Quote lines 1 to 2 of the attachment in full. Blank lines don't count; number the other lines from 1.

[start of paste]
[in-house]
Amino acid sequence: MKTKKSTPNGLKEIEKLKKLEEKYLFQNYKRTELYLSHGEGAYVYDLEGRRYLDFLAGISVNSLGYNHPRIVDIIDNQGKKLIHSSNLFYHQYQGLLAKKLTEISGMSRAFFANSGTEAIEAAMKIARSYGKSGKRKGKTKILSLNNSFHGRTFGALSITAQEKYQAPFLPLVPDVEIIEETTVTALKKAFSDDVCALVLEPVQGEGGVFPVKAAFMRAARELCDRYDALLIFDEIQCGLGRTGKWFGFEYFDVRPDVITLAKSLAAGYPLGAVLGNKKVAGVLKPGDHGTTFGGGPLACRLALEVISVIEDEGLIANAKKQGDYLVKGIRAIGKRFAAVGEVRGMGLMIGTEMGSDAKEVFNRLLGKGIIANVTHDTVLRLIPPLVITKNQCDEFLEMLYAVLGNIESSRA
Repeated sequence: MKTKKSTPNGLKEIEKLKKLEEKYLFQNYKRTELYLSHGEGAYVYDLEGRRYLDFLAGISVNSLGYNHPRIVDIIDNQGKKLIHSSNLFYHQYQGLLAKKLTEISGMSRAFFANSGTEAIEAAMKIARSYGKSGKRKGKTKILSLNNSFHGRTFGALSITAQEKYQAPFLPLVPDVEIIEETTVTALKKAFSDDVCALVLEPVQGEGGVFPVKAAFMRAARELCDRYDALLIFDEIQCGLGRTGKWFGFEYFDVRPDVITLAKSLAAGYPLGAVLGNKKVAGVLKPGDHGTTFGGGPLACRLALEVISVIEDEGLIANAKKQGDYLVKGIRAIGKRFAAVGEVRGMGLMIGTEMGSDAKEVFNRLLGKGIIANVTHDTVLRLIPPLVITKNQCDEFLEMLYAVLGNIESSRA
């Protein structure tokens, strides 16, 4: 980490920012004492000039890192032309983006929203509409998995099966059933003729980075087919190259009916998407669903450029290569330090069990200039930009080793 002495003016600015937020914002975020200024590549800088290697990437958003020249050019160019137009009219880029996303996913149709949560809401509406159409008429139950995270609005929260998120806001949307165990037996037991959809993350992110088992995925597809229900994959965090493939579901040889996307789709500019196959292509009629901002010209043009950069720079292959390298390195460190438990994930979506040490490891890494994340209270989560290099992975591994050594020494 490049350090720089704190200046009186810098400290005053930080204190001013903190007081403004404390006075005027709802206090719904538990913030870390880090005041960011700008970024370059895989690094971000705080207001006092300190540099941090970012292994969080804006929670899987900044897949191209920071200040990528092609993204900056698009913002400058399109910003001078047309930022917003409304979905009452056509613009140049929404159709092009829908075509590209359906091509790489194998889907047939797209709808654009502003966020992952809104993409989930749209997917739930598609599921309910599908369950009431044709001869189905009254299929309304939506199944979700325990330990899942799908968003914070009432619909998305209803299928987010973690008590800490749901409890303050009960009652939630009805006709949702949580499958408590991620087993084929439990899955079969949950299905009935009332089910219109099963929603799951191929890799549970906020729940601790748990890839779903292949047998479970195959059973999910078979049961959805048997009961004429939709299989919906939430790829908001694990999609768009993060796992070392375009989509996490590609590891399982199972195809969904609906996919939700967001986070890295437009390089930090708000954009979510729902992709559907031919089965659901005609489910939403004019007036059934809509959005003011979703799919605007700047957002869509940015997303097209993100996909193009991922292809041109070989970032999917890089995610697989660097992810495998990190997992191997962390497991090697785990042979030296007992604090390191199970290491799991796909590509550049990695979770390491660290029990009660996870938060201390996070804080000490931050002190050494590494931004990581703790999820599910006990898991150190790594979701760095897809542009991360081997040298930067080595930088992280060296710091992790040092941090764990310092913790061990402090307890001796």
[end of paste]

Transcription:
[in-house]
Amino acid sequence: MKTKKSTPNGLKEIEKLKKLEEKYLFQNYKRTELYLSHGEGAYVYDLEGRRYLDFLAGISVNSLGYNHPRIVDIIDNQGKKLIHSSNLFYHQYQGLLAKKLTEISGMSRAFFANSGTEAIEAAMKIARSYGKSGKRKGKTKILSLNNSFHGRTFGALSITAQEKYQAPFLPLVPDVEIIEETTVTALKKAFSDDVCALVLEPVQGEGGVFPVKAAFMRAARELCDRYDALLIFDEIQCGLGRTGKWFGFEYFDVRPDVITLAKSLAAGYPLGAVLGNKKVAGVLKPGDHGTTFGGGPLACRLALEVISVIEDEGLIANAKKQGDYLVKGIRAIGKRFAAVGEVRGMGLMIGTEMGSDAKEVFNRLLGKGIIANVTHDTVLRLIPPLVITKNQCDEFLEMLYAVLGNIESSRA